New guidelines for the management of adults with diabetic ketoacidosis (DKA) have been published by the Joint British Diabetes Societies Inpatient Care Group. The guidelines have been developed by a multidisciplinary group of practising specialists to reflect advances in near patient testing and changes in UK practice that have taken place in the past decade, the authors say. In the foreword, Gerry Rayman, NHS Diabetes clinical lead for inpatient diabetes care, recommends the guidelines to all diabetes hospital teams for rapid introduction and for acceptance as the national guideline for managing DKA. “Their widespread introduction should significantly improve the care of people admitted with DKA,” he says. Dr Rayman points out that errors in management of DKA are not uncommon and are associated with significant morbidity and mortality. He says that, although most acute hospitals have guidelines for the management of this condition, they are often out of date. Adherence to the guidelines also varies between admitting teams, he adds. The new guidelines cover: rationale for best practice; controversial areas; serious complications of DKA or its treatment; DKA pathway of care; and implementation and audit. Sally James, diabetes and divisional pharmacist for medicine, Royal Liverpool University Hospital, told PJ Online that she welcomes the introduction of national guidance on the treatment of DKA. “With national guidance it is hoped all trusts will make sure their policies are updated, easily accessible and, importantly, audited to check that they are adhered to. This will hopefully mean improvements in the treatment of patients that present with DKA since this condition is associated with mortality and morbidity if poorly managed,” said Miss James. She highlights Continue reading >>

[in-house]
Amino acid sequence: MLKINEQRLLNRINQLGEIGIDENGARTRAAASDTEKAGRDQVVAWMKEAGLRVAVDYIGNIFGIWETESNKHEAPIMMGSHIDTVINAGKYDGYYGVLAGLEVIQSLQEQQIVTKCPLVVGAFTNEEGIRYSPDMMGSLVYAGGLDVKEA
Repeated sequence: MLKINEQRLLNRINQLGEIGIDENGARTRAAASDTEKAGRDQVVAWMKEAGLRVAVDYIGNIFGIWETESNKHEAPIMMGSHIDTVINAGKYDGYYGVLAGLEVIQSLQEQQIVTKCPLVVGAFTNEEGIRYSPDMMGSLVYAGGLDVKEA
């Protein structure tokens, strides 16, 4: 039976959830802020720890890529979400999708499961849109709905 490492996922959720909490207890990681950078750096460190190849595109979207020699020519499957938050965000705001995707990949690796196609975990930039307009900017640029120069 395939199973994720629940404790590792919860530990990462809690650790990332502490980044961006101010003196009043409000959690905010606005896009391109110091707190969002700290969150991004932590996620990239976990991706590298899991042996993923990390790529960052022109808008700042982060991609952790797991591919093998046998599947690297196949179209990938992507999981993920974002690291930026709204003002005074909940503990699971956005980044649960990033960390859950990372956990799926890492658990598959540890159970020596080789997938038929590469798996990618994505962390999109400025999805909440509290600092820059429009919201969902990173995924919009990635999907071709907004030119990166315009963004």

Type 1 Diabetes In Adults: Diagnosis And Management